forgiving for friends than they are for partners,
so that’s nice. But it is fraught with danger. I love that sunlight. I want them to all die
on the same day, all be happy,
and it’ll be fantastic. It’ll be one of those experiments that’ll be written up
for years to come. But it’s probably
not going to be like that. Someone will need to move on, or members within each couple
will need to move on. That’s hard. Like so many Australians
nearing the age of retirement, Colin and Michelle Bodie
were asset-rich but cash-poor. They were living in their large
family home in Melbourne’s suburbs and struggling with the upkeep. So they decided to downsize. COLIN: Downsizing is… It’s something that you’re gonna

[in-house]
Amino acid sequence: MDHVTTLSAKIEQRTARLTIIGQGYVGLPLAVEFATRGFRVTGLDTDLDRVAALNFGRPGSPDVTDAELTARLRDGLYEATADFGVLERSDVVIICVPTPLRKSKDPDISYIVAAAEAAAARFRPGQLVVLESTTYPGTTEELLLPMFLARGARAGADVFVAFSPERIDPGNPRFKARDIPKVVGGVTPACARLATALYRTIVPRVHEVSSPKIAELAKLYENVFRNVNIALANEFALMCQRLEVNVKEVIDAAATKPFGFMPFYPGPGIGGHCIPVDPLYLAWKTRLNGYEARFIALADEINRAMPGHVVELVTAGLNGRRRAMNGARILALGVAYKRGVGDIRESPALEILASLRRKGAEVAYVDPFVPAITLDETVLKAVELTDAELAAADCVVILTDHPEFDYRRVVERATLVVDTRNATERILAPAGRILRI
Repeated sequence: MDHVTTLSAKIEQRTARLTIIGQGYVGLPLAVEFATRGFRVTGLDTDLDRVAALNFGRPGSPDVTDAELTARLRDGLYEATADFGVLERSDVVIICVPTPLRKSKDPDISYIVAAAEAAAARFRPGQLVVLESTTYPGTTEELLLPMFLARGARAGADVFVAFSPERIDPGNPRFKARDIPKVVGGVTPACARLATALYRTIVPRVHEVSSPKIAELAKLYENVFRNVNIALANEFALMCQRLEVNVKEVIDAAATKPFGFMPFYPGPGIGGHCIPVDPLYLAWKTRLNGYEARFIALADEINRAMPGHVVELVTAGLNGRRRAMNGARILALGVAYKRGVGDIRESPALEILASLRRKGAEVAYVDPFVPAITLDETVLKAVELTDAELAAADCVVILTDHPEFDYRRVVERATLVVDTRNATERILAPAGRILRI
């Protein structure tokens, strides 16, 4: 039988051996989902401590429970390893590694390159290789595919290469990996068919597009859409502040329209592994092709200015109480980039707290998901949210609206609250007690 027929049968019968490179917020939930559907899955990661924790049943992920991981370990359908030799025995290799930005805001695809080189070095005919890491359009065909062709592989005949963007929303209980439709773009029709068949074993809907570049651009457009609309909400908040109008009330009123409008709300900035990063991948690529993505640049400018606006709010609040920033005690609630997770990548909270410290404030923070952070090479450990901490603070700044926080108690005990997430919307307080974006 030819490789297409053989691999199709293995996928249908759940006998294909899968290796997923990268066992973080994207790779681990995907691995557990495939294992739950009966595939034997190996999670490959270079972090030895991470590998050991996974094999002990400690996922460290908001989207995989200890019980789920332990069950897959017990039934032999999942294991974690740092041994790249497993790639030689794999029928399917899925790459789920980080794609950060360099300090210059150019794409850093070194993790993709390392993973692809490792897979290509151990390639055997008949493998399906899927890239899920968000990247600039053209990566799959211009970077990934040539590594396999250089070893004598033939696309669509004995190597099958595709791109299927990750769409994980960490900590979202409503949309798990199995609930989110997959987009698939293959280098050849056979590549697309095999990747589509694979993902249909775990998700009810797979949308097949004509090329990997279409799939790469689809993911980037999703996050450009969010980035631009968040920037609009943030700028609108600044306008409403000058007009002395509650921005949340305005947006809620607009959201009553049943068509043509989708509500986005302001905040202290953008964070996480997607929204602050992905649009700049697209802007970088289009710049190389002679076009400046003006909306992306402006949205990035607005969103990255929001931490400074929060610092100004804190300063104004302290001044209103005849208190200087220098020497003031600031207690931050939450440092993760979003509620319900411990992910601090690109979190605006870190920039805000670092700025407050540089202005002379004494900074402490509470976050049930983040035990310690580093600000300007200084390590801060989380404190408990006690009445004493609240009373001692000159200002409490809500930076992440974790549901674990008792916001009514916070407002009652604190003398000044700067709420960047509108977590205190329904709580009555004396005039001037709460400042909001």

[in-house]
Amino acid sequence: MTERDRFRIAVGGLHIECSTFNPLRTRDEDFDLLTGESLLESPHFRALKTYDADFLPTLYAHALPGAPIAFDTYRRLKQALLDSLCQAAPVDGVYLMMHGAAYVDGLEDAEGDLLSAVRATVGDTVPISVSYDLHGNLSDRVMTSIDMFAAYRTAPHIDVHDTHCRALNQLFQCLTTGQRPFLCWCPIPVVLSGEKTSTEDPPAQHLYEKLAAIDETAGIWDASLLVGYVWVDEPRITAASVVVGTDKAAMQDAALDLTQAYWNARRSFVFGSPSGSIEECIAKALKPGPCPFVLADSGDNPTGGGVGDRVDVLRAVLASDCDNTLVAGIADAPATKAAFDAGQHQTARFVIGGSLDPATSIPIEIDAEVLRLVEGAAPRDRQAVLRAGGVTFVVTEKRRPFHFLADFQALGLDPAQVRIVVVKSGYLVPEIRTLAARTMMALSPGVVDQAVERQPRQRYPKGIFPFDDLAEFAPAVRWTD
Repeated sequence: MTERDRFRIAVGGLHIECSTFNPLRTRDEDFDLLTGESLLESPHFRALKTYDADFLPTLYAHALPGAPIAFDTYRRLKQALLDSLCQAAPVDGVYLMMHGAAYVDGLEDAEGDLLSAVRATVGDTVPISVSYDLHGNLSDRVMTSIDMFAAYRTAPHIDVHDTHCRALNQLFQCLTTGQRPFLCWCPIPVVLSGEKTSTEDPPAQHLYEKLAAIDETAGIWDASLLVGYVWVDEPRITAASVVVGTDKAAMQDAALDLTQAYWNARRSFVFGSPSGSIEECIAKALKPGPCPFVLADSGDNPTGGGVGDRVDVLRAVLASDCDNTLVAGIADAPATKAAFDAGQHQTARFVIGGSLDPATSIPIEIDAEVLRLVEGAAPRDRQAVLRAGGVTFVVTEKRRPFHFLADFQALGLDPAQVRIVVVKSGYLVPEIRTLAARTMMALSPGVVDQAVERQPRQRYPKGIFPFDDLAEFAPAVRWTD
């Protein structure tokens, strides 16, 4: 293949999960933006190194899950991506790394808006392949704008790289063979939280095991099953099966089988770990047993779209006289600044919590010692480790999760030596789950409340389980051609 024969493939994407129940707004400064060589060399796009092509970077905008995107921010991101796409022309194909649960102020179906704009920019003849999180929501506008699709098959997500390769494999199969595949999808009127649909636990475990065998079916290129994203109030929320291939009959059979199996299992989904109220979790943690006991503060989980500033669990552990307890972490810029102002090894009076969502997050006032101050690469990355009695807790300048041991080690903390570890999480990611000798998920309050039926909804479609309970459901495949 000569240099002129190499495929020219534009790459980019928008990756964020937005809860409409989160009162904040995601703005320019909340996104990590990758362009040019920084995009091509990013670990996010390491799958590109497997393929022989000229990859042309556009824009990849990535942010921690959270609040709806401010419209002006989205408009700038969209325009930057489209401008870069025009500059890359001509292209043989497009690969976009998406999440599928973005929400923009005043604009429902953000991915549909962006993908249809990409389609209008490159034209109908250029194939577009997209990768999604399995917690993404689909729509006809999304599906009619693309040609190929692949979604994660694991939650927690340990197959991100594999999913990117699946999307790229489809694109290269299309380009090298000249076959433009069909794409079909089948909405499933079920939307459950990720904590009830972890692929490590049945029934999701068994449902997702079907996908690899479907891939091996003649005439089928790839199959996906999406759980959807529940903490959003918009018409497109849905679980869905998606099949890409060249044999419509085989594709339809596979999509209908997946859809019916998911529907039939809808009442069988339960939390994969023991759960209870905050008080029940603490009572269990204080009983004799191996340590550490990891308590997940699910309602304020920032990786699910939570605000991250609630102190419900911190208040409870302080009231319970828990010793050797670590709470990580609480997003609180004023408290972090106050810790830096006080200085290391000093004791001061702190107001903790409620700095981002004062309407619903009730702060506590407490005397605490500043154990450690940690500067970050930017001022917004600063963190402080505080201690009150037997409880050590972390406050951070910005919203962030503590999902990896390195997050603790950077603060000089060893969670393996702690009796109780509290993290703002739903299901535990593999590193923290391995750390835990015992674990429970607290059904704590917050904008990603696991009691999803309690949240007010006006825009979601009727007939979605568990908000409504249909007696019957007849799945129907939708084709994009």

do for the last time, probably – before palliative career, or,
you know… or you die. (CHUCKLES) When they sold up, they used the money to buy into
an over-50s resort on the Mornington Peninsula. For around 400,000, they got a pleasant two-bedroom home in a safe, gated community. They also have a stash of
left-over cash in the bank. But you still have
to live comfortably. You still…
You still wanna have a nice house, which we’ve got, but it’s nowhere near the value
of the one that we had. But it’s… it’s only two of us,
you see, so we don’t need… We haven’t got… We haven’t got
our children living with us, so two bedrooms and a study is fine.
Mm. So, instead of having 1 million
in assets, now you’ve got 1 million in cash, so you can actually enjoy
your retirement? Exactly.
Yeah. And I think… I think,
after half a century working, it’s time for a rest. We’re all looking down the barrel